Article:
"If you look at the market, you will see that the form factor is very limited and yet it has to work in extreme temperatures," Pertsel said. “And you have to detect things like cyclists, pedestrians, etc. You have to detect over long distances … and see things like cross traffic, which requires a wide field of vision. Therefore, it is aimed at higher resolution cameras. It needs more and more processing power for complex AI algorithms, with the restriction of energy consumption. "

Above: Senya Pertsel is a senior marketing director at Ambarella.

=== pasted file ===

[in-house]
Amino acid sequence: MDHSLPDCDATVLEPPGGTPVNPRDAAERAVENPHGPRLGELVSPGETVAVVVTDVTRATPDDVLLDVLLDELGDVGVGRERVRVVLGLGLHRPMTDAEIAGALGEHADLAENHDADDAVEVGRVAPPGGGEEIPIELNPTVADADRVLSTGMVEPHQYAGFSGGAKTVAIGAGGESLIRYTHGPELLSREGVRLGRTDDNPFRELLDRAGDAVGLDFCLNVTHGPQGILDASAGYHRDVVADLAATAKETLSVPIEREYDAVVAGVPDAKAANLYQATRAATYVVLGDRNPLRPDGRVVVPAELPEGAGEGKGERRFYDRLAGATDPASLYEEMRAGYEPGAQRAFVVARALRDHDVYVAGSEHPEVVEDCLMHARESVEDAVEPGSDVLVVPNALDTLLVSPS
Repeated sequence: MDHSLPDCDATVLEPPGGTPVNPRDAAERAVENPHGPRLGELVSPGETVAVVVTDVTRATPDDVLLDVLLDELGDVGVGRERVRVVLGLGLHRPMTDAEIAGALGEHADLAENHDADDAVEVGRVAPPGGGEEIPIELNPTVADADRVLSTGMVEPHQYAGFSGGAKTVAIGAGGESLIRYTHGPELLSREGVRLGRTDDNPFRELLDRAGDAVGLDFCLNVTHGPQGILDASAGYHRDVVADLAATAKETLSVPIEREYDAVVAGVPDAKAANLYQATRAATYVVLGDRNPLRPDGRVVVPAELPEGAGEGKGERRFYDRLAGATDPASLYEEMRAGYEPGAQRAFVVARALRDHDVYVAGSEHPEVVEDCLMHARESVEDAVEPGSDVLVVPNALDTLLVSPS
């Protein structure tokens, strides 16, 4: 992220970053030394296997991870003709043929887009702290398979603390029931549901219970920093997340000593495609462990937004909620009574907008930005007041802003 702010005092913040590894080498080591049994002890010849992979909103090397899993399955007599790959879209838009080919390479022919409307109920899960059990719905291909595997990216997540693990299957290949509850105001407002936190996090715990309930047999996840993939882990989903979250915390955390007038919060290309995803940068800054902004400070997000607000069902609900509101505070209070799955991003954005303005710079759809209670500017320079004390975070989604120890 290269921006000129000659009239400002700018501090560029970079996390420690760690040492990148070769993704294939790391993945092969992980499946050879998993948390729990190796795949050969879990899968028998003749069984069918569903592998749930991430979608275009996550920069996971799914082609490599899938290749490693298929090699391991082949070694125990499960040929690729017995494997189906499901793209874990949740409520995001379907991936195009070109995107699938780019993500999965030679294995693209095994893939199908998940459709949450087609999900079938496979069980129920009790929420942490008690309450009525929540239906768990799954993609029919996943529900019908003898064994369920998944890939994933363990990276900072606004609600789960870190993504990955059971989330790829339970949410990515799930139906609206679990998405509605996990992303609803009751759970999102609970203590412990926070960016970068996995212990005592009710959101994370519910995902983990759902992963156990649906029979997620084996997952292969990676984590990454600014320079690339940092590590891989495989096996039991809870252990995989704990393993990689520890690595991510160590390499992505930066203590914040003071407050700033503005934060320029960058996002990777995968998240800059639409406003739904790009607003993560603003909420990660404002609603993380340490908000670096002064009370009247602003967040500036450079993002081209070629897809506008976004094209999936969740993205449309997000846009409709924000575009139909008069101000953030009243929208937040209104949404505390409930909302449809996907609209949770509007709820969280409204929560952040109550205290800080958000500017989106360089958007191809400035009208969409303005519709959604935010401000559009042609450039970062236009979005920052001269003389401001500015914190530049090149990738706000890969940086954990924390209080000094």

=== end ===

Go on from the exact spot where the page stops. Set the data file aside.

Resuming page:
Image: Ambarella

Both new chips are aimed at forward-facing monocular and stereoscopic ADAS cameras, as well as computer vision ECUs for Level 2+ and higher levels of autonomy for autonomous cars.

With extremely low power consumption, the CV22FS and CV2FS make it possible for car manufacturers to meet the performance requirements within the power consumption limitations of the front ADAS cameras mounted on the windshield of a single case.

Other potential applications for processors include electronic mirrors with blind spot detection (BSD), interior driver and cabin monitoring cameras, and panoramic vision (AVM) monitors with parking assistance.

The two new SoCs are the latest additions to Ambarella's successful CVC SoC family, which offers automotive companies and software development partners an open platform for differentiated and high-performance automotive systems.